Depression and thermostats - Page 2 - SailNet Community
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post #11 of 25 Old 2 Weeks Ago Thread Starter
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Re: Depression and thermostats

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As to your depression, as I have aged, I find myself more prone to a transitory sense of depression when I am alone and sleep deprived. Being exhausted seems to amplify whatever emotion I am feeling at the time, but especially a sense of sadness, or of having messed up big time. The solo distance racers say that it is only a matter of time before they begin to hallucinate and project all kinds of emotional disorders onto themselves. As they will readily tell you, when you are in that state, it is hard to rationally say to yourself, "Whatever I am feeling it is the result of exhaustion and is all in my mind" and yet when seen in retrospective, that is the unfortunately reality of it.

Jeff
Yes, I can see all of this. My wife the psychoanalyst distinguishes between Halucination and Delusion; in the former your mind contrives things from whole cloth whereas in delusion your brain is stimulated by something real but then bends it into something else. I havenít hallucinated since the early 70ís but after about 3 days alone I have delusions. Pricinpally I hear some noise and my mind tryís to turn it into something familiar like music or stadium cheering. Itís less annoying now that Iím more familiar with it.

This depression was another matter. I had all the aggravating factors you mention above, but Iíve been there before if not to this extent. Maybe now that I know about it I can better deal with it.

It does make one wonder how some of these guys do the long solo races without going bonkers.

Iíve read elsewhere, canít find the reference, that WWII research showed about 75% of folks in dire situations will die from psychological depression well before supplies are exhausted. Maybe Iím in that 75% cohort.

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post #12 of 25 Old 2 Weeks Ago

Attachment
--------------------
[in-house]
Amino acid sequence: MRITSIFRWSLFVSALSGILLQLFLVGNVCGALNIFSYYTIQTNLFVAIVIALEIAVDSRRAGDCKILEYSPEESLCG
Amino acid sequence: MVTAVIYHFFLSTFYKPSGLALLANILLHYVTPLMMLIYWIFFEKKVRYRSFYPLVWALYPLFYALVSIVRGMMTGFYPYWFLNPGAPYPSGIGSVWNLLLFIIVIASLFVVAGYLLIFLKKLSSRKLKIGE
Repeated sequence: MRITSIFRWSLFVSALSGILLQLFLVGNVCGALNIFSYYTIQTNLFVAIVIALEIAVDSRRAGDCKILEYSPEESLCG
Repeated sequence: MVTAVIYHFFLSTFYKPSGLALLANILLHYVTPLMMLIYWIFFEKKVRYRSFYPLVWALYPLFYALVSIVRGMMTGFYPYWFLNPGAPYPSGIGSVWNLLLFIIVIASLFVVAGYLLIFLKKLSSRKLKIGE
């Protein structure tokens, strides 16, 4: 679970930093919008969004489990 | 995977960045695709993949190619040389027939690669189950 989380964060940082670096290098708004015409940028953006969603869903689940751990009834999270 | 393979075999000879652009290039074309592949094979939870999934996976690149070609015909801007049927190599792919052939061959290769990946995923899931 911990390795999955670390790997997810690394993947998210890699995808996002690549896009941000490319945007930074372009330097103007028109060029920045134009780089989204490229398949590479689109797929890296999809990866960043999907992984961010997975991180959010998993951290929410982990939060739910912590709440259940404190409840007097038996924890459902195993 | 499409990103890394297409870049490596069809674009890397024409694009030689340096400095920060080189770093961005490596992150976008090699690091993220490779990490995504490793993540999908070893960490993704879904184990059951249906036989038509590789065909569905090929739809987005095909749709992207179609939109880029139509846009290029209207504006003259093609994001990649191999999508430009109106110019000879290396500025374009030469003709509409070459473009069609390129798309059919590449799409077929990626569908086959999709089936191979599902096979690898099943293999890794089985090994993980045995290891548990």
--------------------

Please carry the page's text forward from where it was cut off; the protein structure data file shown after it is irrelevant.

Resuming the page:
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Re: Depression and thermostats

An osculating temperature gauge is often a symptom of an air leak on the intake side of the system since the sensor thinks the temperature has dropped when it is in air. In fact when a car over heats due to a coolant leak the thermostat often looks too cool since there is no coolant in contact with the sensor.

Jeff


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post #13 of 25 Old 2 Weeks Ago
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Re: Depression and thermostats

Hi Howard, sorry to hear about your aborted northern travels, and your introspective depressive episodes. Iíve never attempted a similar solo sail event, but I used to solo canoe trip for weeks at at time. I recall a depressive episode after I had a bad dump in a rapid while heading down river, and at least a week from anyone knowing I was even alive.

Iíve got no wisdom for either challenge, but on a purely selfish level, we are still planning to head your way soon. Maybe weíll be able to connect in Lewisporte or in Corner Brook. Always happy to raise a pint and toast the ghosts we all carry.

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post #14 of 25 Old 2 Weeks Ago Thread Starter
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Re: Depression and thermostats

Mike,

Looking forward. See you at the club house.

Iíll probably be around a lot, now the trip is done Iíve some projects to tackle.